Microsoft Windows SBS is a Ripoff
The retail price of Windows Small Business Server (SBS) is about $65 more than Windows Server. Both products come with 5 Client Access Licenses (CALs), but additional CALs for Windows Server cost $40 each while SBS CALs cost $90 each. Windows SBS requires more RAM and a faster processor than Windows Server, so the hardware is more expensive. Symantec Backup Exec for SBS costs $1003, but the QuickStart Edition of Backup Exec for Windows Servers comes free with many tape drives.
All you really get for your money is a bunch of TeaseWare that adds no real value except the TeaseWare versions of Exchange and SQL Server. SQL Server, even the TeaseWare version, requires a seperate server, and many off-the-shelf applications (ACT!, Dynamics, etc.) that can use it will run as well (for small offices) on SQL Server Express, which is a free download, and is often distributed with the application. And SQL Server Express can run on a Domain Controller, so you don't need another server.
As for the TeaseWare version of Exchange, if ever there was a function that should reside on the cloud, it's Exchange. Hosting your own Exchange mailboxes requires considerable additional maintenance tasks (like, for instance, when a user drops a Blackberry in favor of an iPhone.). In addition, in order for Exchange mailboxes to be available outside the LAN, the server must be accessible on the Internet, which makes the server much more vulnerable to known and future threats. Hosted Exchange is much more secure, flexible and useable than hosting your own, and if you feel the need to do your own backups of Exchange mailboxes, there are multiple ways to do it. (My favorite is Easy2Sync for Outlook.)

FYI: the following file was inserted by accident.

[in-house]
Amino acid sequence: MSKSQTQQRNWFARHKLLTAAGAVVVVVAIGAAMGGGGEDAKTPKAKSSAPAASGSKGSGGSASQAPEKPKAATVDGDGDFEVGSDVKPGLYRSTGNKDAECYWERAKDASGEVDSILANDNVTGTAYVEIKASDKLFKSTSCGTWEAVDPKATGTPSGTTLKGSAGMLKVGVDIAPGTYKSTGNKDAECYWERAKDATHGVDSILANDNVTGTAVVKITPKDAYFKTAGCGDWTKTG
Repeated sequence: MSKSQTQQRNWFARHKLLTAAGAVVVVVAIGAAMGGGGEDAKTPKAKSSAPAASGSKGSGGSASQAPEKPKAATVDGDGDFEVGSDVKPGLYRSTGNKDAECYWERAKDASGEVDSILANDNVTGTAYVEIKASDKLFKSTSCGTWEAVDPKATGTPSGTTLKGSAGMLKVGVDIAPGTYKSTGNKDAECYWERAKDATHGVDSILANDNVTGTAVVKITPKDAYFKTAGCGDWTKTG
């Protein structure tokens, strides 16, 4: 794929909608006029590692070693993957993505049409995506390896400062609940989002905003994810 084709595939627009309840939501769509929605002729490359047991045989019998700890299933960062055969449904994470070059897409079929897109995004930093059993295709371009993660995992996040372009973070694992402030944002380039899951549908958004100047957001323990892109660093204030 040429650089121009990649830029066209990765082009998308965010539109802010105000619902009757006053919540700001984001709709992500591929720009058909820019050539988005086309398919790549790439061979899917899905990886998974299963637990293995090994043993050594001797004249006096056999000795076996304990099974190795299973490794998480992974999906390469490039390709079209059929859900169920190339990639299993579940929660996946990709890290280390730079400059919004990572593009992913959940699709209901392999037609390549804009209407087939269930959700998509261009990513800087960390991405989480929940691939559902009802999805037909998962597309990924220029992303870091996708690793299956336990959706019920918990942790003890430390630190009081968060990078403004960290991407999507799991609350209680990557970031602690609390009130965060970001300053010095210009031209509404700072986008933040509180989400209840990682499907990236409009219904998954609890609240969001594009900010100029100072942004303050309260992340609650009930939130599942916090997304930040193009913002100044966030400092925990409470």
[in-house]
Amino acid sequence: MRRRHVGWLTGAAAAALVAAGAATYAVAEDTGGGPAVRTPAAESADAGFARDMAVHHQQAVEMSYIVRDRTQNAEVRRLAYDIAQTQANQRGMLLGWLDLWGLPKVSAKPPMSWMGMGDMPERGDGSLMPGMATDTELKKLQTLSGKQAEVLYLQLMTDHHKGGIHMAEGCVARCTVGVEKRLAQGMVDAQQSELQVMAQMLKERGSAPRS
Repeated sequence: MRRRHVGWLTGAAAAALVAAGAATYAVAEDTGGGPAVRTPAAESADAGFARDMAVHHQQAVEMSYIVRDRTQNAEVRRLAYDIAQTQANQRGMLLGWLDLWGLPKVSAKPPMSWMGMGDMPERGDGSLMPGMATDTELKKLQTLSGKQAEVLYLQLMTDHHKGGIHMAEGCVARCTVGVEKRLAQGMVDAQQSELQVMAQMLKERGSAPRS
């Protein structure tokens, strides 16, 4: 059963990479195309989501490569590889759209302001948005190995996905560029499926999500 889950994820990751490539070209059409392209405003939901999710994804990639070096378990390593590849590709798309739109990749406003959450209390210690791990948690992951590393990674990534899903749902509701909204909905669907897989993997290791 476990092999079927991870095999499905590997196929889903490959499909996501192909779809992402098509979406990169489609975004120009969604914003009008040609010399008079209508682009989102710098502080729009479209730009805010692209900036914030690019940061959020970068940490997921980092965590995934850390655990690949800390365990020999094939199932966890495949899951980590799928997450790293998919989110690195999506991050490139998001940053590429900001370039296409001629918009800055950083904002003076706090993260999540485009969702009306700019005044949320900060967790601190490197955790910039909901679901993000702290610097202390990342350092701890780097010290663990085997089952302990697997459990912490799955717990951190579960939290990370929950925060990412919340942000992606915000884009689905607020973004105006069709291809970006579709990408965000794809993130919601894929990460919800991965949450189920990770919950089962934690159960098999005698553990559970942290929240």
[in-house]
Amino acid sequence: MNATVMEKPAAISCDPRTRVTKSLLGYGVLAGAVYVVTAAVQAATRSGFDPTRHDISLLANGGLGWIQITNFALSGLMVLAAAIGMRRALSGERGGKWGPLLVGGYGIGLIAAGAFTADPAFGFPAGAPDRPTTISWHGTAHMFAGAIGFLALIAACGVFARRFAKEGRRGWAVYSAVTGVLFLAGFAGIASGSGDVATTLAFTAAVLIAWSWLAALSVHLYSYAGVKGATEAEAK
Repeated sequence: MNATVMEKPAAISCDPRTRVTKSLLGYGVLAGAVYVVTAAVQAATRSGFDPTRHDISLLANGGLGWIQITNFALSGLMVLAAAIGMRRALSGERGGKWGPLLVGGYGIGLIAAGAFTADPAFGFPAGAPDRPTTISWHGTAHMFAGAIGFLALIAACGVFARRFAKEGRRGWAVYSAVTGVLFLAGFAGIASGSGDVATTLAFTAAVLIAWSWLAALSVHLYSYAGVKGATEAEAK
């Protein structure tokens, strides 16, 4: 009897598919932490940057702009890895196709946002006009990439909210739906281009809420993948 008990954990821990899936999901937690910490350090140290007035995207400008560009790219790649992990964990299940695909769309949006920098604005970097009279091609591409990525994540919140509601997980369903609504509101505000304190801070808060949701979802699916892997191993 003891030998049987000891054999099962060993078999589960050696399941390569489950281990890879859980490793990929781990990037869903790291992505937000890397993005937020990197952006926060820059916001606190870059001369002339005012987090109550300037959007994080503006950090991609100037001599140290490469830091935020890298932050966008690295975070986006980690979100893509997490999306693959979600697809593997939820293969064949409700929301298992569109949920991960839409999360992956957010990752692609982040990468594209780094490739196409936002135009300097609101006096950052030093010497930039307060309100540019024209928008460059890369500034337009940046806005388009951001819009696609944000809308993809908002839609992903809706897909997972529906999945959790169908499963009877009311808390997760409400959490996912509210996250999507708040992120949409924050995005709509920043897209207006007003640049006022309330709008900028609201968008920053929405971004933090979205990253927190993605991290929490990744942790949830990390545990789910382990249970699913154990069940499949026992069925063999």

The biggest cost of SBS, however, is on the backend.
With Windows Server, you connect the new server to the LAN, add it to Active Directory, promote it to domain controller (updating the existing forrest as necessary), replicate everything, demote the old server, remove it from Active Directory, and disconnect it from the LAN. This is a relatively simple, straightforward process, much of which can be done during normal business hours without adversely affecting normal operation. In addition, much of this can actually be performed remotely.
Replacing one Windows SBS server with another is quite complex and tedious, and that's if your old server and new server have the same version of SBS. If your new server has a later version, not only do you have to upgrade the old version on the old server, but you have to reinstall the new version on the new server. And that's before you can migrate any data or settings. Plus, the process is quite disruptive to the organization's normal operation. (You should probably plan to work through a three day weekend.)
Utilities - Operating System "Enhancements"
Today's operating systems are tremendously complex beasts; it is surprising that they work at all. Anything you do to add levels of complexity to the operating system will undoubtedly reduce its reliability. Even if it might provide you with some useful function that is not available by other means, I strongly suggest that you refrain from installing it.
© 2012 T C Solutions, Inc.